Children’s Sleep-Disordered Breathing

Children’s Sleep Disordered Breathing (SDB) can be a difficult concept for parents and children alike. Dr. Gaudio knows the uncertainty kids are up against if they have SDB. Not only are they not getting the rest they need to be healthy, but that lack of sleep manifests itself in emotional and behavioral problems such as hyperactivity and aggressiveness.

Children with enlarged tonsils, or a dental condition called cross bite, and those that have convex facial features are more likely to have SBD. Surprisingly, weight isn’t associated with an increased risk in children, unlike adults that are overweight and develop sleep apnea.

Parents, ask yourself the following questions and see if your child might be suffering from Sleep-Disordered Breathing.

Does your child do any of the following?

  • Wet the bed?
  • Become restless in bed at night?
  • Snore or gasp in their sleep?
  • Breathe through their mouth?
  • Have pauses in breathing while asleep?
  • Become irritable during the day?

If you’ve answered “yes” to any of these questions, Dr. Gaudio suggests your child may be suffering from Sleep-Disordered Breathing. Fixing SDB can usually get rid of unpleasant symptoms like bed wetting or mouth breathing. These symptoms may be leading indicators of adult sleep apnea, however, they don’t make children more at risk of developing this disorder as an adult. By addressing your child’s SBD now, Dr. Gaudio can prevent your child from progressing to worse symptoms later in life, such as snoring and sleep apnea (which can be life threatening if not treated early on). Dr. Gaudio wants to prevent your child from developing the symptoms listed above before they spin out of control. His continued pursuit of advanced education in this area allows him to identify the bad habits associated with mouth breathing that develop which change the body’s ability to rest and repair during fitful sleep which allows for proper growth.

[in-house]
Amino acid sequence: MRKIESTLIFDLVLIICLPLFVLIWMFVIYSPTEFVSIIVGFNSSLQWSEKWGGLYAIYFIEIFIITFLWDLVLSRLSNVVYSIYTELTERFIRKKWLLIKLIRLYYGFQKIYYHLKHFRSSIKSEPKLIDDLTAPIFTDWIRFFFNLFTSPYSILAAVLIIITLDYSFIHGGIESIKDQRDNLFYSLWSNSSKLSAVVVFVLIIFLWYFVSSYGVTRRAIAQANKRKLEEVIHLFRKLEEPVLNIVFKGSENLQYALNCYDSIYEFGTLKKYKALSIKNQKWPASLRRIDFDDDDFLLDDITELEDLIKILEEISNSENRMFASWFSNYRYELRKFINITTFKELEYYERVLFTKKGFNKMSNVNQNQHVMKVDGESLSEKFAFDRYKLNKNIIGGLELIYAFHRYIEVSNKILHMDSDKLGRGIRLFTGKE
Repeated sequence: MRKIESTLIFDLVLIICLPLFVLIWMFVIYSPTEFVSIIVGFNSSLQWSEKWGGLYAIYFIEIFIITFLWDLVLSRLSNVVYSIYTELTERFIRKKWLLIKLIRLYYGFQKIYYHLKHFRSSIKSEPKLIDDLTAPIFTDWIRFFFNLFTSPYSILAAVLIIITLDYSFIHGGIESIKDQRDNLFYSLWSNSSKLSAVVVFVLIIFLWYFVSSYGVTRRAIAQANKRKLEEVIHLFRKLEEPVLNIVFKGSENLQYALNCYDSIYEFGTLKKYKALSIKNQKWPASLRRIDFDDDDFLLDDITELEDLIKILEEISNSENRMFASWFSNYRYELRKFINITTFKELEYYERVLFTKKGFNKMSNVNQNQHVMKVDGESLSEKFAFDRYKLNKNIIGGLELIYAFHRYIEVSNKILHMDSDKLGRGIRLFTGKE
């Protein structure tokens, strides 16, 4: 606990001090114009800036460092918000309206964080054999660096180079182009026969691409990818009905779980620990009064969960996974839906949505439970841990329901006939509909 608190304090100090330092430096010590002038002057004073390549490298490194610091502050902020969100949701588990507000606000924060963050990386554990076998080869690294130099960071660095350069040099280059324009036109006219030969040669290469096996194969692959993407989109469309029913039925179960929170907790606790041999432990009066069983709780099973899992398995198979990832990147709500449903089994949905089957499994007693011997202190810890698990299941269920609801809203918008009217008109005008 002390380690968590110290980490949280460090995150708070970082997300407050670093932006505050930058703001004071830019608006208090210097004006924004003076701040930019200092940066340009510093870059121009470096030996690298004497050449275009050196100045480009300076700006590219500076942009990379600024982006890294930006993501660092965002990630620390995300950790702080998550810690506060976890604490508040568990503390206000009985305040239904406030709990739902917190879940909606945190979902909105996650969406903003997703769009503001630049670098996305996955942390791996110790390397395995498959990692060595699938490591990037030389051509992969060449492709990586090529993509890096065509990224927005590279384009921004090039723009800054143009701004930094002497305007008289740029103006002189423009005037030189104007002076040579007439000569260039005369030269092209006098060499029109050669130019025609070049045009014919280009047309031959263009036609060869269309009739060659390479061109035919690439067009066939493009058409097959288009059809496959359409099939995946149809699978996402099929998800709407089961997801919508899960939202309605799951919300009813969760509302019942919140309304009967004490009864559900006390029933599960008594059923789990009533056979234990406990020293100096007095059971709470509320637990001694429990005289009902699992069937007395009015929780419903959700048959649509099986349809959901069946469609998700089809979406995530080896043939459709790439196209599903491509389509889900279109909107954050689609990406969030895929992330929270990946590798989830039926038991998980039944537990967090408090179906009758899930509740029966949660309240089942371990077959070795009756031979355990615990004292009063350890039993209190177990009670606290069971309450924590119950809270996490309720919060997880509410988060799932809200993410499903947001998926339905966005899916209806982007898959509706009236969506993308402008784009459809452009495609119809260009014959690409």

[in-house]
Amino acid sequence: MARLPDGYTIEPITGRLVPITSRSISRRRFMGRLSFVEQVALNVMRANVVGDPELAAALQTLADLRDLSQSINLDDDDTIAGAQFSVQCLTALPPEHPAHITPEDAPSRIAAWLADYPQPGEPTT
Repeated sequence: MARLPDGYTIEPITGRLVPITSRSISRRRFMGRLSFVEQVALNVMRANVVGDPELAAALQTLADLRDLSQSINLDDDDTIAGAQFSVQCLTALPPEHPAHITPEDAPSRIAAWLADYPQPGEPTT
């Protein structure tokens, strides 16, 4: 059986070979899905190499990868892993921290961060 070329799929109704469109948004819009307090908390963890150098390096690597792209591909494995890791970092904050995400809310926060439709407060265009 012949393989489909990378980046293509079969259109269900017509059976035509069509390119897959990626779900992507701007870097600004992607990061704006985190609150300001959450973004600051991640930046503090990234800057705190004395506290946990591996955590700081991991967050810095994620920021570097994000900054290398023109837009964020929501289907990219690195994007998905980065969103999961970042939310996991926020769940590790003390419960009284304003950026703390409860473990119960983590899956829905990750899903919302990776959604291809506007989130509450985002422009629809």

Guided growth occurs with the correction of the bad habits with the use of mouth “guards” along with specific exercises to reestablish proper function of the muscles involved in breathing, chewing and swallowing.